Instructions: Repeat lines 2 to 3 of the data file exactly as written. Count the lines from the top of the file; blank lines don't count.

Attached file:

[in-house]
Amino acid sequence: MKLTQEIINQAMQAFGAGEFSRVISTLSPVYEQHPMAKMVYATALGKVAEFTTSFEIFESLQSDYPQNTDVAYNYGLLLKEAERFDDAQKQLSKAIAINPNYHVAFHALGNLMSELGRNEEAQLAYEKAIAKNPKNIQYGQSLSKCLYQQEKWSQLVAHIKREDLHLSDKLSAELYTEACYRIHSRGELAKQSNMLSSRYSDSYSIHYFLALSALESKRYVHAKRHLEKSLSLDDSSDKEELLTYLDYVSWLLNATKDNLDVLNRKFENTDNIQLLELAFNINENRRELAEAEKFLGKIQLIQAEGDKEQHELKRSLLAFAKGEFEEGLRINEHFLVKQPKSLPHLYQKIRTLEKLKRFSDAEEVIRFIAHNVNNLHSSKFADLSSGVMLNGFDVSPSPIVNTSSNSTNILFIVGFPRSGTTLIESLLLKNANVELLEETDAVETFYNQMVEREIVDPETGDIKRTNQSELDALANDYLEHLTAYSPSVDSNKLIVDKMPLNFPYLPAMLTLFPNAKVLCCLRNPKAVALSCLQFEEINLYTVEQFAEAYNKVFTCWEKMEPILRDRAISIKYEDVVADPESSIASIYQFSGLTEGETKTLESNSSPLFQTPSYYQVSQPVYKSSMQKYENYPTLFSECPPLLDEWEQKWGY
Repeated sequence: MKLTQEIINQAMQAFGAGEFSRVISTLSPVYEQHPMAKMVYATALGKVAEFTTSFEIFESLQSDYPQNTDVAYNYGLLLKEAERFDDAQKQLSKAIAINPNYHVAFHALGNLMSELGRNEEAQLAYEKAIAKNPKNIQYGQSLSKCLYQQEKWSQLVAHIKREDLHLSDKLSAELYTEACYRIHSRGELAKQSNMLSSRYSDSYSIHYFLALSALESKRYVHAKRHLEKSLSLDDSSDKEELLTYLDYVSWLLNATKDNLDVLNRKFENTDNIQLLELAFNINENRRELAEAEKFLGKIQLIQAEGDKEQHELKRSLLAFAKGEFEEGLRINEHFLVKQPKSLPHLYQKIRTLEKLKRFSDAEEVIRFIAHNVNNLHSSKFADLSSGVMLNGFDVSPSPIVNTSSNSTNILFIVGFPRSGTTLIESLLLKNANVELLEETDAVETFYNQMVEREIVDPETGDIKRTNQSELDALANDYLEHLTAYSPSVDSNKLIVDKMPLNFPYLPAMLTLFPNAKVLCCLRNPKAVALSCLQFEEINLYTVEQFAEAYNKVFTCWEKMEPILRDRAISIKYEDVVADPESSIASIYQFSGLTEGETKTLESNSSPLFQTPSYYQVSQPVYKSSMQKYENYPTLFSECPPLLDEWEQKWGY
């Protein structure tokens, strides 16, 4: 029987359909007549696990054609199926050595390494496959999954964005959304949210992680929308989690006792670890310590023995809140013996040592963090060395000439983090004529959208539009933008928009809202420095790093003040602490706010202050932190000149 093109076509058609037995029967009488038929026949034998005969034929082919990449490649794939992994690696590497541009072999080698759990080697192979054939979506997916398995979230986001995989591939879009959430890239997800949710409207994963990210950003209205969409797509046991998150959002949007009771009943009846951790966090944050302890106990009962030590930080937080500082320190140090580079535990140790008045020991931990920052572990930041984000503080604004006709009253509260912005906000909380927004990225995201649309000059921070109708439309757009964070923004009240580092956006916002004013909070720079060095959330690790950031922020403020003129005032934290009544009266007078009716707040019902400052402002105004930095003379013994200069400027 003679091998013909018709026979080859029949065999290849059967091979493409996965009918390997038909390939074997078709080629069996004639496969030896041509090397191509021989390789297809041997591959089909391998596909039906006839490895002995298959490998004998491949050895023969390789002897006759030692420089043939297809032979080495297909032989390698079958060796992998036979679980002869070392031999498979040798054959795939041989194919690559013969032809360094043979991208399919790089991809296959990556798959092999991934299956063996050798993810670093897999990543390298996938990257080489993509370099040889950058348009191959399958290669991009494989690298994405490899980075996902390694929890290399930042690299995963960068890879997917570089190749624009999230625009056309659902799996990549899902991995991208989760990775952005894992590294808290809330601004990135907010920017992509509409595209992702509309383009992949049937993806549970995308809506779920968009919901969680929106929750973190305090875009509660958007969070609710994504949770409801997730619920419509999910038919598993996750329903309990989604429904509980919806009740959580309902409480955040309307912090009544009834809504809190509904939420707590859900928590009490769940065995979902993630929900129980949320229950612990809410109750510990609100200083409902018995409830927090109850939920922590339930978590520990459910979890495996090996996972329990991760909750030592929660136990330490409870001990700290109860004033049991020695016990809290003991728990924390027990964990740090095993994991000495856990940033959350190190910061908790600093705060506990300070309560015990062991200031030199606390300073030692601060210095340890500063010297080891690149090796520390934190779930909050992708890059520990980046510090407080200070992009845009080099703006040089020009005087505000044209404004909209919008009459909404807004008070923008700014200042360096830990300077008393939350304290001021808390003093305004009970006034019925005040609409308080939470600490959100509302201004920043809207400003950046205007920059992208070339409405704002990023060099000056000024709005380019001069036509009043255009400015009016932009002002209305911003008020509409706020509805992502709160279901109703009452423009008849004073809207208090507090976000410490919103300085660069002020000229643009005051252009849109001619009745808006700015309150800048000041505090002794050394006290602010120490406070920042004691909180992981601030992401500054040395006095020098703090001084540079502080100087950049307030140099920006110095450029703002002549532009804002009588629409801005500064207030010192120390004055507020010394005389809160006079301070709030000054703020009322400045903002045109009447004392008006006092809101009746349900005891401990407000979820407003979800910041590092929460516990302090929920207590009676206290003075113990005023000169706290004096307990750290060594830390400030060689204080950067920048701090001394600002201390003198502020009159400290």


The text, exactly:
Amino acid sequence: MKLTQEIINQAMQAFGAGEFSRVISTLSPVYEQHPMAKMVYATALGKVAEFTTSFEIFESLQSDYPQNTDVAYNYGLLLKEAERFDDAQKQLSKAIAINPNYHVAFHALGNLMSELGRNEEAQLAYEKAIAKNPKNIQYGQSLSKCLYQQEKWSQLVAHIKREDLHLSDKLSAELYTEACYRIHSRGELAKQSNMLSSRYSDSYSIHYFLALSALESKRYVHAKRHLEKSLSLDDSSDKEELLTYLDYVSWLLNATKDNLDVLNRKFENTDNIQLLELAFNINENRRELAEAEKFLGKIQLIQAEGDKEQHELKRSLLAFAKGEFEEGLRINEHFLVKQPKSLPHLYQKIRTLEKLKRFSDAEEVIRFIAHNVNNLHSSKFADLSSGVMLNGFDVSPSPIVNTSSNSTNILFIVGFPRSGTTLIESLLLKNANVELLEETDAVETFYNQMVEREIVDPETGDIKRTNQSELDALANDYLEHLTAYSPSVDSNKLIVDKMPLNFPYLPAMLTLFPNAKVLCCLRNPKAVALSCLQFEEINLYTVEQFAEAYNKVFTCWEKMEPILRDRAISIKYEDVVADPESSIASIYQFSGLTEGETKTLESNSSPLFQTPSYYQVSQPVYKSSMQKYENYPTLFSECPPLLDEWEQKWGY
Repeated sequence: MKLTQEIINQAMQAFGAGEFSRVISTLSPVYEQHPMAKMVYATALGKVAEFTTSFEIFESLQSDYPQNTDVAYNYGLLLKEAERFDDAQKQLSKAIAINPNYHVAFHALGNLMSELGRNEEAQLAYEKAIAKNPKNIQYGQSLSKCLYQQEKWSQLVAHIKREDLHLSDKLSAELYTEACYRIHSRGELAKQSNMLSSRYSDSYSIHYFLALSALESKRYVHAKRHLEKSLSLDDSSDKEELLTYLDYVSWLLNATKDNLDVLNRKFENTDNIQLLELAFNINENRRELAEAEKFLGKIQLIQAEGDKEQHELKRSLLAFAKGEFEEGLRINEHFLVKQPKSLPHLYQKIRTLEKLKRFSDAEEVIRFIAHNVNNLHSSKFADLSSGVMLNGFDVSPSPIVNTSSNSTNILFIVGFPRSGTTLIESLLLKNANVELLEETDAVETFYNQMVEREIVDPETGDIKRTNQSELDALANDYLEHLTAYSPSVDSNKLIVDKMPLNFPYLPAMLTLFPNAKVLCCLRNPKAVALSCLQFEEINLYTVEQFAEAYNKVFTCWEKMEPILRDRAISIKYEDVVADPESSIASIYQFSGLTEGETKTLESNSSPLFQTPSYYQVSQPVYKSSMQKYENYPTLFSECPPLLDEWEQKWGY